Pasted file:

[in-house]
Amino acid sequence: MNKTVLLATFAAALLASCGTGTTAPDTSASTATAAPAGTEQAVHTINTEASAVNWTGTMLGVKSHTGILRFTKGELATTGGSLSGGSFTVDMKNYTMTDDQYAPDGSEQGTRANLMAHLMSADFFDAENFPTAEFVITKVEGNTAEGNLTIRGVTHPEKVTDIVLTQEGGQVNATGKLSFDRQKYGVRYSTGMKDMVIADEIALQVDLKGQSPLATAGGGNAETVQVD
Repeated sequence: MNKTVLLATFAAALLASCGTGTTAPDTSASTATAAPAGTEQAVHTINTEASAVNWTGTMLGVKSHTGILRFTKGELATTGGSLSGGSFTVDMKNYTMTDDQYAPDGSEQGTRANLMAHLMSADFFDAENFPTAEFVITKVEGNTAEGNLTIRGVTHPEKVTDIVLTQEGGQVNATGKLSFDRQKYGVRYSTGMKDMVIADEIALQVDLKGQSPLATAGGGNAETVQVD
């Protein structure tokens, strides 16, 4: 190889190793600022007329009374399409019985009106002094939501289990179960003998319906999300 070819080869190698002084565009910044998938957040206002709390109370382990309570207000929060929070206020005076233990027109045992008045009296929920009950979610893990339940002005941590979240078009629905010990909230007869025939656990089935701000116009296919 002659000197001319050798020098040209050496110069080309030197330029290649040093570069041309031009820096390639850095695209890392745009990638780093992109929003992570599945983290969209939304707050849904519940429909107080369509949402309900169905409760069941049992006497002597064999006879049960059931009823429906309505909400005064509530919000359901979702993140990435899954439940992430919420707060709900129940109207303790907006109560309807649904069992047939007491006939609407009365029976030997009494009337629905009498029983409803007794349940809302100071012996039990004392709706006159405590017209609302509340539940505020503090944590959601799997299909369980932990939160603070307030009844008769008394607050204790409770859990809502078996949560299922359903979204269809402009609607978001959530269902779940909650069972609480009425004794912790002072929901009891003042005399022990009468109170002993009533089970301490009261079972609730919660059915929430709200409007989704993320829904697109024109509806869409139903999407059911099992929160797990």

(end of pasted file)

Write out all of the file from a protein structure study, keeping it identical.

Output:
[in-house]
Amino acid sequence: MNKTVLLATFAAALLASCGTGTTAPDTSASTATAAPAGTEQAVHTINTEASAVNWTGTMLGVKSHTGILRFTKGELATTGGSLSGGSFTVDMKNYTMTDDQYAPDGSEQGTRANLMAHLMSADFFDAENFPTAEFVITKVEGNTAEGNLTIRGVTHPEKVTDIVLTQEGGQVNATGKLSFDRQKYGVRYSTGMKDMVIADEIALQVDLKGQSPLATAGGGNAETVQVD
Repeated sequence: MNKTVLLATFAAALLASCGTGTTAPDTSASTATAAPAGTEQAVHTINTEASAVNWTGTMLGVKSHTGILRFTKGELATTGGSLSGGSFTVDMKNYTMTDDQYAPDGSEQGTRANLMAHLMSADFFDAENFPTAEFVITKVEGNTAEGNLTIRGVTHPEKVTDIVLTQEGGQVNATGKLSFDRQKYGVRYSTGMKDMVIADEIALQVDLKGQSPLATAGGGNAETVQVD
């Protein structure tokens, strides 16, 4: 190889190793600022007329009374399409019985009106002094939501289990179960003998319906999300 070819080869190698002084565009910044998938957040206002709390109370382990309570207000929060929070206020005076233990027109045992008045009296929920009950979610893990339940002005941590979240078009629905010990909230007869025939656990089935701000116009296919 002659000197001319050798020098040209050496110069080309030197330029290649040093570069041309031009820096390639850095695209890392745009990638780093992109929003992570599945983290969209939304707050849904519940429909107080369509949402309900169905409760069941049992006497002597064999006879049960059931009823429906309505909400005064509530919000359901979702993140990435899954439940992430919420707060709900129940109207303790907006109560309807649904069992047939007491006939609407009365029976030997009494009337629905009498029983409803007794349940809302100071012996039990004392709706006159405590017209609302509340539940505020503090944590959601799997299909369980932990939160603070307030009844008769008394607050204790409770859990809502078996949560299922359903979204269809402009609607978001959530269902779940909650069972609480009425004794912790002072929901009891003042005399022990009468109170002993009533089970301490009261079972609730919660059915929430709200409007989704993320829904697109024109509806869409139903999407059911099992929160797990």